Central Cord Syndrome
Central Cord Syndrome (CCS) is an incomplete injury to the
cervical cord resulting in more extensive motor weakness in the upper
extremities than the lower extremities. The mechanism of injury occurs
from a hyperextension injury with pre-existent osteophytic (abnormal
bony outgrowth) spurs, without damage to the vertebral column.
Mechanism and Causes of Injury
CCS occurs typically in patients with hyperextension injuries
where the spinal cord is squeezed or pinched between anterior cervical
spondylotic bone spurs and the posterior intraspinal canal ligament, the
ligamentum flavum. The ligamentum flavum is a strong ligament that
connects the laminae of the vertebrae. It serves to protect the neural
elements and the spinal cord and stabilize the spine so that excessive
motion between the vertebral bodies does not occur.
The injury occurs as a result of anterior and posterior
compression of the spinal cord, leading to edema, hemorrhage or ischemia
to the central portion of the spinal cord. The site of most injuries is
in the mid-to-lower cervical cord. Due to the anatomical lamination of
the corticospinal tract with the arm fibers medially, and the leg fibers
laterally, the arms are affected more so than the legs, resulting in a
disproportionate motor impairment.
Patients are typically left with motor weakness of the upper
extremities and lesser involvement of the lower extremities. A varying
degree of sensory loss below the level of the lesion and bladder
symptoms (urinary retention) may both occur.
This syndrome more commonly affects patients age 50 and older who
have sustained a cervical hyperextension injury.
CCS may occur in patients of any age and is seen in athletes who
present with not only hyperextension injuries to their neck but
associated ruptured disc(s) with anterior cord compression.
CCS affects males more frequently than females.
Evaluation of the patient includes a complete history, a thorough
neurological exam, MRI and CT of the cervical spine, and cervical spine
x-rays including supervised flexion and extension x-rays.
- Magnetic resonance imaging (MRI): A
diagnostic test that produces three-dimensional images of body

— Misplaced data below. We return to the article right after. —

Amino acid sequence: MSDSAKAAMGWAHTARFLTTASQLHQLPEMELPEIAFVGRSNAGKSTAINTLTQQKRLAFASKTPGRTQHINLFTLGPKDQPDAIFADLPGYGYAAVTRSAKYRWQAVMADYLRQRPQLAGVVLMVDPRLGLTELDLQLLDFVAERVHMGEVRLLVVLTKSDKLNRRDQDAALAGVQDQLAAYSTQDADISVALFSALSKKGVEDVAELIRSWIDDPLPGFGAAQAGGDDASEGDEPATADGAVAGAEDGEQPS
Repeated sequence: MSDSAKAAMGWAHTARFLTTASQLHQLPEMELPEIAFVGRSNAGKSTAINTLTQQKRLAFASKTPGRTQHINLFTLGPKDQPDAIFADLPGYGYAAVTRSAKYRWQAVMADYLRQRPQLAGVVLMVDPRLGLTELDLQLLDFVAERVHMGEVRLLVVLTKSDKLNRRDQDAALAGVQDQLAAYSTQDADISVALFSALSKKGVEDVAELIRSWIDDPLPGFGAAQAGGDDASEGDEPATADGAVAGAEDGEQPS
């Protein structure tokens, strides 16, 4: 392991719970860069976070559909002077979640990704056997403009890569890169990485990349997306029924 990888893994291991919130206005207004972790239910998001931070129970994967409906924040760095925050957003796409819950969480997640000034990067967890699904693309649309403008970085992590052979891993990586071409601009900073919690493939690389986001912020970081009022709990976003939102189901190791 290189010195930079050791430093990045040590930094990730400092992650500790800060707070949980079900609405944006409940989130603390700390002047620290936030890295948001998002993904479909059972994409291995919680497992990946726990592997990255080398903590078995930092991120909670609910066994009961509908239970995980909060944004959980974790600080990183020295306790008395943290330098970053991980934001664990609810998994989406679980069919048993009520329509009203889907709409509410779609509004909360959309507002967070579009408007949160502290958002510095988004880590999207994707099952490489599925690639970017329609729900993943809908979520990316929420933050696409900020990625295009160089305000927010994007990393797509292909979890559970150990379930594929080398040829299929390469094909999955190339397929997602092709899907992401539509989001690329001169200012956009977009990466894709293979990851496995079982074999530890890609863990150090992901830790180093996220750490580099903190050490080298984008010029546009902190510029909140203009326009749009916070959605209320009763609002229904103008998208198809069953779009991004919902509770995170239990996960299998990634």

structures using powerful magnets and computer technology; can show
direct evidence of spinal cord impingement from bone, disc, or hematoma.
tomography scan (CT or CAT scan): A diagnostic image created after a
computer reads x-rays; can show the shape and size of the spinal canal,
its contents, and the structures around it.
Application of radiation to produce a film or picture of a part of the
body can show the structure of the vertebrae and the outline of the
joints. X-rays of the spine delineate fractures and dislocations, as
well as the degree and extent of spondylitic changes. Flexion/extension
views assist in evaluation of ligamentous stability.
Acute surgical intervention is not usually necessary unless there
is significant cord compression. Prior to the CT-MRI era, surgical
intervention was thought to be more harmful because of the risk of
injuring a swollen cervical cord and worsening the deficit. However,
with advanced imaging technology such as CT and MRI, patients with
compression of the spinal cord secondary to traumatic herniated discs
and other lesions can be quickly diagnosed and surgically decompressed.
In cases with anterior bony ridges and spinal canal narrowing secondary
to ligamentous thickening and or stenosis, acute surgery is usually not
performed until the patient has made maximum recovery. Reassessment at
that time may lead to surgery depending on the underlying cause. If
there is significant motor weakness after a period of recovery, or
neurological deterioration or spinal instability, then surgical
intervention may be considered.
Nonsurgical treatment consists of immobilization of the neck with
a cervical orthosis, steroids unless contraindicated, and
rehabilitation with physical and occupational therapy.
Many patients with CCS make spontaneous recovery of motor
function while others experience considerable recovery in the first six
weeks post injury.
If the underlying cause is edema, recovery may occur relatively
soon after an initial phase of motor paralysis or pareses. Leg function
usually returns first, followed by bladder control and then arm
function. Hand movement and finger dexterity improves last. If the
central lesion is caused by hemorrhage or ischemia, then recovery is
less likely and the prognosis is more devastating.
The prognosis for CCS in younger patients is favorable. Within a
short time, a majority of younger patients recover and regain the
ability to ambulate and perform daily living activities. However, in
elderly patients the prognosis is not as favorable, with or without